Charlie C. Chikezie, New Jersey-based lawyer and contributor to the opinion page of USAfricaonline.com since 1998. This commentary is published, exclusively, by USAfrica
The challenges which the Igbo of south eastern Nigeria struggle and contend with are many. Some of them may be explained possibly understood within the trajectory of history. World history, that is.
Whether the debate is about the propriety or impropriety of the Indigenous People of Biafra (IPOB) “sit-at-home” pronouncement or about the neo-revisionary history of the Nigeria-Biafra war of 1967-1970, in attempts to cast the victims as the villain to create a baseless “justification” and excuse for the pogrom and subsequent genocide against the Igbo by the Nigerian State.
I believe that the challenge is how to couch the issues and debates in the parlance of a free market place of ideas. Consequently, in every ideological struggle, the biggest challenge has always been the ability to focus on the real issue without resorting to blackmail in order to edge out the ideological opponent. Let’s go back to history.
In 399 BC, Socrates, after being found guilty of impiety and corrupting the youths of Athens by Athenians who feared his influence, was forced to carry out his own execution by drinking a deadly potion of the poisonous plant, Hemlock.
The trial of Jesus Christ before the Sanhedrin and Pontius Pilate, and His consequent crucifixion at Golgotha was because the Jewish leaders who accused Him of blasphemy found his statement that He is the son of God insulting and unsettling.
In 1716, Voltaire was exiled to Tulle for mocking the Duke of Orléans (the duc d’Orleans), Monsieur Philippe I, and upon his return to Paris in 1717, he was arrested and exiled to the Bastille for a year on charges of writing libelous poetry.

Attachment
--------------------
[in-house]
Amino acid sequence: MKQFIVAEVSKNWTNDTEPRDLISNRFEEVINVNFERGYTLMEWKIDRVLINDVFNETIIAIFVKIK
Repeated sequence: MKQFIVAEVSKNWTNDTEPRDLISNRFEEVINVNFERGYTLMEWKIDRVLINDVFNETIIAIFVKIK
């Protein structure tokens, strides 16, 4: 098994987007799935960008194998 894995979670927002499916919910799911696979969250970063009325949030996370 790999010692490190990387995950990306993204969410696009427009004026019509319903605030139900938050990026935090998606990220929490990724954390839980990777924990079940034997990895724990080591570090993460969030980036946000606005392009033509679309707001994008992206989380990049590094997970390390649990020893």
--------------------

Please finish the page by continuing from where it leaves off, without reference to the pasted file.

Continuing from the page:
It was at the backdrop of this ideological challenge that Voltaire, who is credited as the architect of the French Revolution of May 5, 1789 to November 9, 1799, even though he died eleven years earlier in 1778, with the saying, “I disapprove of what you say, but I will defend to death your right to say it.” His beliefs on freedom and reason through his crusade against superstition, ignorance and attack on traditional beliefs led to the French Revolution, the United States Bill of Rights and the decrease in the power of the Catholic Church.
According to Oliver Wendell Holmes, Jr., former Associate Justice of the United State Supreme Court, “marketplace of ideas” metaphor presumes that “the best test of truth is the power of the thought to get itself accepted in the competition on the market.”
Also, Dean Rodney Smolla of University of Richmond School of Law, the “marketplace of ideas” metaphor does not posit that truth will emerge from the free trade in ideas, at least not instantly, but that free trade in ideas is the best test of truth, in the same way that those who believe in laissez-faire economic theory argue that over the long haul free economic markets are superior to command-and-control economies.